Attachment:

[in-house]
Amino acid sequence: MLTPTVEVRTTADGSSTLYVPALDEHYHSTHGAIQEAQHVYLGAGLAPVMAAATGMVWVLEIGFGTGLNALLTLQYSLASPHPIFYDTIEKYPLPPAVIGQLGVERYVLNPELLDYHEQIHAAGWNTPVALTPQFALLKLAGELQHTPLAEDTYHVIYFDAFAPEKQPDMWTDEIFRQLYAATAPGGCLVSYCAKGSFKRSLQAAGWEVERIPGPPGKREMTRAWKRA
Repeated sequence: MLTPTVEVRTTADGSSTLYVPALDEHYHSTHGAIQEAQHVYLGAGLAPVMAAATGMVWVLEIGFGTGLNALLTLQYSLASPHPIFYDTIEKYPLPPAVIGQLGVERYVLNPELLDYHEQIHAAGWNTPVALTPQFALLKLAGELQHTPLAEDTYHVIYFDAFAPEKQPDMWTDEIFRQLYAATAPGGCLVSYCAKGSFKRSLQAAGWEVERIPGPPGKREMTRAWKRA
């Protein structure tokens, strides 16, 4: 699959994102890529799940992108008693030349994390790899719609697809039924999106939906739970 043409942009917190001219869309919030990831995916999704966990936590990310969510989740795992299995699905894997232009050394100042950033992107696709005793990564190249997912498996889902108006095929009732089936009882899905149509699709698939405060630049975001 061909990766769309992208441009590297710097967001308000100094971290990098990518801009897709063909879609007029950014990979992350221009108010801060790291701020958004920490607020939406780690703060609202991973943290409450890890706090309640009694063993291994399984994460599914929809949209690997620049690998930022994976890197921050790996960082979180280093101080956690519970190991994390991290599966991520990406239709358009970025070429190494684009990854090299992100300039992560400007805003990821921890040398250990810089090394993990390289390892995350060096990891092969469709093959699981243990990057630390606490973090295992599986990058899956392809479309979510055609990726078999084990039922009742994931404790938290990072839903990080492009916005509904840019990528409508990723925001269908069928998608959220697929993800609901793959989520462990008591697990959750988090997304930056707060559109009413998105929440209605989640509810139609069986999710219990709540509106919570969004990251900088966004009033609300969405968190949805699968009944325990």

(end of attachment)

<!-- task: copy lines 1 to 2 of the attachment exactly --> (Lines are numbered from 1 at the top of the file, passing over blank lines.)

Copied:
[in-house]
Amino acid sequence: MLTPTVEVRTTADGSSTLYVPALDEHYHSTHGAIQEAQHVYLGAGLAPVMAAATGMVWVLEIGFGTGLNALLTLQYSLASPHPIFYDTIEKYPLPPAVIGQLGVERYVLNPELLDYHEQIHAAGWNTPVALTPQFALLKLAGELQHTPLAEDTYHVIYFDAFAPEKQPDMWTDEIFRQLYAATAPGGCLVSYCAKGSFKRSLQAAGWEVERIPGPPGKREMTRAWKRA